Thursday, October 26, 2006

She's What?

That's right, Laurel's pulling herself up. She's standing! She's cruising the furniture! She's getting hold of anything on the edges of tables. Better yet, she likes to hang off tables. The girl has more upper arm strength than I do. With both her and Ian upright, all I can say, is...


Saturday, October 21, 2006

Toddlers are Cute for a Reason

...otherwise, the human race would have been extinct long ago.

I'm actually taking a moment (or two) to pull some laundry out of the dryer. Laurel is playing nearby and Ian is playing with his trains, or so I think. I quickly try to get the shirts and pants on hangers, trying to avoid wrinkles, because once a garment is wrinkled in my house, it stays that way. I am seriously iron phobic.

As I busily hang clothes, I hear unfamiliar noises coming from Ian's direction. Scratch, scratch, scratch, repeatedly over and over again. "Ian must be rolling his cars and trains on the wall," I think to myself. Wanting to get the last few articles out of the dryer, I ineffectively yell out, "Ian, put your cars on the floor."

Ian's two years old. Without direct intervention on my behalf, he of course continues rolling the vehicles on the wall. Scratch, scratch, scratch, scratch, scratch. The sounds are becoming shorter in length, but quicker in repetition, so I finally give in and decide to intervene. I turn the corner around the staircase, walk into the living room and find Ian busily expressing his artistic self. Ball point pen in hand, he continues to draw line after line after line. For a minute, I stand there numb, observing this innocent act. Innocent? Yes, innocent. So far, the rule of not writing on the walls remains to be explained to this exploring tot.

Eventually, I regain my wits and grab his wrist mid stroke. The intent, focused look on his face fades as he turns and smiles at me. "Mommy, lines," he proudly points out.

Touching the stereo, yet again, Ian winds up in timeout. He is familiar with this routine, and accepts his consequence without a single whimper. Squatting down to be at his eye level, I matter-of-factly state, "Ian, you are in timeout for touching the stereo. You are not allowed to touch the stereo." I stand up, set a timer for two minutes and walk away.

Two minutes later, beep, beep, beep. "All done," a little voice sings out.

I walk back to Ian's residence of reflection to hear his apology. Before I squat down, something next to him catches my eye. "What is that on the floor?" I ponder.

Bits of paper lie in a pile beside the kitchen cabinet. "Ian, did you tear up a newspaper?" I ask since the recycle bin was within reach.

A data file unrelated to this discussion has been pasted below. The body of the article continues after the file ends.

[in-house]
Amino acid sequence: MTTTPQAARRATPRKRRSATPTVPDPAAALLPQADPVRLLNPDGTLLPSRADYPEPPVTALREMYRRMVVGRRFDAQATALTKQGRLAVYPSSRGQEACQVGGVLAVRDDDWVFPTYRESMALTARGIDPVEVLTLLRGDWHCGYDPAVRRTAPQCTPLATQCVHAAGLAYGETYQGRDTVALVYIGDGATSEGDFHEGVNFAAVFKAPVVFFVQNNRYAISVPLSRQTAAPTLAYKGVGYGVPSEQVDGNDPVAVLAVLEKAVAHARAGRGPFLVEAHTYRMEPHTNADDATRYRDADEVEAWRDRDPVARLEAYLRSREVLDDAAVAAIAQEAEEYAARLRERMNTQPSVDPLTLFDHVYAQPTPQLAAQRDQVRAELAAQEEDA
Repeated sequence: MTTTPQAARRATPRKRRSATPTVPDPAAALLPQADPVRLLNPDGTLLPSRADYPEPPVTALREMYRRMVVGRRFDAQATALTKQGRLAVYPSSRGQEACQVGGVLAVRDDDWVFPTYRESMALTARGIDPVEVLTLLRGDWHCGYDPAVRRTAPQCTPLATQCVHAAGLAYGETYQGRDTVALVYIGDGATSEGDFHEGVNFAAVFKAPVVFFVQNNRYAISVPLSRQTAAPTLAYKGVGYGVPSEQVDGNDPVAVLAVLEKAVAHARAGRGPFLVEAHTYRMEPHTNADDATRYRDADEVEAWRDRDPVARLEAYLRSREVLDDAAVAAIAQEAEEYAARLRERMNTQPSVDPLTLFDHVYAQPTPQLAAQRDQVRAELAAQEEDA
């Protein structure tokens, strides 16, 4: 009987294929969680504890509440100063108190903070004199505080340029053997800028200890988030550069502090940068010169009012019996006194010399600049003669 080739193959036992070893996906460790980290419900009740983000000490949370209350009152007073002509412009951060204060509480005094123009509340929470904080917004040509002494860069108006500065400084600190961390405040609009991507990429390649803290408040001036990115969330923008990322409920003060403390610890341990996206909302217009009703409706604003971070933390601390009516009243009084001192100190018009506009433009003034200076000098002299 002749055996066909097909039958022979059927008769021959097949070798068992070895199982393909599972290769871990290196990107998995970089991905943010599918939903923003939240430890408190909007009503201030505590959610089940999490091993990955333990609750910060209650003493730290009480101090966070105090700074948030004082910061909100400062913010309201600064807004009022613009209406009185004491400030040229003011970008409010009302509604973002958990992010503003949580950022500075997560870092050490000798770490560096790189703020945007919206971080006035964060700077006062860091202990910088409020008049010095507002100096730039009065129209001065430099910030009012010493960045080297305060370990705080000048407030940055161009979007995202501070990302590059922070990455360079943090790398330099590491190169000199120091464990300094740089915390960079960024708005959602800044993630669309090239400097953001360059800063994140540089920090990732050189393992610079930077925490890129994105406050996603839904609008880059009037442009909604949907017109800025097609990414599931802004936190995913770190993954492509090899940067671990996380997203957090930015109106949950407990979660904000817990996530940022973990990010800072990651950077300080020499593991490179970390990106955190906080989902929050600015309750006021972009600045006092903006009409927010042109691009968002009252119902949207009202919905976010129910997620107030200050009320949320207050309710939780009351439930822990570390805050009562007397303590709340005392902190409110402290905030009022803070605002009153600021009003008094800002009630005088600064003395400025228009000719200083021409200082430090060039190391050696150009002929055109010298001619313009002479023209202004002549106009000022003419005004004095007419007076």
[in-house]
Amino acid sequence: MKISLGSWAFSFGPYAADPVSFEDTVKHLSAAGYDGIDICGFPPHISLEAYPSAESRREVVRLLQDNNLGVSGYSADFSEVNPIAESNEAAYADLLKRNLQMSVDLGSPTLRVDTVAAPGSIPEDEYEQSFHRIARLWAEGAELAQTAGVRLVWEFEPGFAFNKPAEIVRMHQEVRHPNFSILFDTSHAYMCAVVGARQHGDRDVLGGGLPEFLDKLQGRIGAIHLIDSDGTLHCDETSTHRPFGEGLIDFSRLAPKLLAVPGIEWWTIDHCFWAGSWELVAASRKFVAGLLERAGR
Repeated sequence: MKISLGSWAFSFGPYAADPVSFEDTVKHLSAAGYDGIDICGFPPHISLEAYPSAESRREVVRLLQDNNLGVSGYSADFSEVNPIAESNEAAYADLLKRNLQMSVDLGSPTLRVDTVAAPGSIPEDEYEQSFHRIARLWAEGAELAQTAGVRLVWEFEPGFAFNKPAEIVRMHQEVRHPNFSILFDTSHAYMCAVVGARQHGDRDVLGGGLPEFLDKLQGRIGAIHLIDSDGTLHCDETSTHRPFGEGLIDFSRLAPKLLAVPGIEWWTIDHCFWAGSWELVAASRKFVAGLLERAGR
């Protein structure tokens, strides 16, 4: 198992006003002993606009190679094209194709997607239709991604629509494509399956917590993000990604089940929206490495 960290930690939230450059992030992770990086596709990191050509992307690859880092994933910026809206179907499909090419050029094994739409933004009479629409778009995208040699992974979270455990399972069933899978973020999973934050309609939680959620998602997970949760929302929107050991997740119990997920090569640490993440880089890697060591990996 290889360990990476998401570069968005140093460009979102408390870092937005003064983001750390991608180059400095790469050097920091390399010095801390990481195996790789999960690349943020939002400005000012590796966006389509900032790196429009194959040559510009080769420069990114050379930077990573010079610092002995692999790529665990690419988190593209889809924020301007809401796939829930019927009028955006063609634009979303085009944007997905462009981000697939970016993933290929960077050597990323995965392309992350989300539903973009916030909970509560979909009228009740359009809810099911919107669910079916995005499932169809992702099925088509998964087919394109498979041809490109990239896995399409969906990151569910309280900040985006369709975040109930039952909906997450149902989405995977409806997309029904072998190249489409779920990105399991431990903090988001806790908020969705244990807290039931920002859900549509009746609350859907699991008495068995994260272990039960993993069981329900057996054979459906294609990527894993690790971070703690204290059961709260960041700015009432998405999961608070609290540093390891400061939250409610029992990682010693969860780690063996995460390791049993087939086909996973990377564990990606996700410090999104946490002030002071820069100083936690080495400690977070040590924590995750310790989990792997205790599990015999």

"Mommy, paper come off wall," he points out.

Then I see it, a now white area where there once was wallpaper.

Trying to look innocent are ya? Yeah, you're cute, darn it. Just don't push it. These actions won't fly ever again.

Sunday, October 15, 2006

Playing at the Pumpkin Patch

Ian looking like a farmer in his overalls.

Ian braved the tunnel slide.
Whoooooaaaaa, look out below.

Ian won't touch the goats, but he desperately wants to climb their ramp.

Gotta have corn on the cob!

Laurel and Riley, a friendship blooms.

Pumpkins, pumpkins, everywhere!

Oh, little pumpkin, you will be mine.

This is the one!

Riley found one too!

Laurel, happy as a PUMPKIN!

Thursday, October 05, 2006

Taggies Scam

As parents, we have all observed our children's fascination with tags. Found on clothes, blankets, stuffed animals, anything, tags are tempting to say the least for those pudgy little fingers to manhandle. They're also great to chew on. When Ian was a baby, I observed him go to town on every tag within reach. Of course, Laurel does the same. With this knowledge, I anxiously purchased a taggie book full of sown in tags made from pretty ribbons. I was absolutely positive Laurel would love it, that she would spend hours of the day manipulating all the silky tags found on the edges of each page in the soft book.

I could never have been so wrong...

What is this thing? Is it a book? Is it a blanket?

I mean really mom, what is the point of this thing? I just don't get it.

Now this thing I know. This I play with all the time. See look, this is what should be all around this book/blanket/thingy.

Oh, bother. I'm bored, it's just not worth my time.

Tuesday, October 03, 2006


Our little family lives in Arizona, and yet our little guy sounds like he's from Georgia. All of a sudden, he's adding in extra vowels and syllables. No has become nay-oh. Milk has become may-ulk. Go has become gay-oh. At first, I thought it was because of his cold, but the cold has gone and the accent has remained.

My husband wonders if at least the nay-oh might be Ian's little mind dealing with our prohibition of the word no. When Ian attempts to assert his toddlerness and refuse to do something, we remind him that saying no means he goes to timeout. Still, that doesn't explain the may-ulk and the gay-oh, and other words that just don't come to mind at the moment.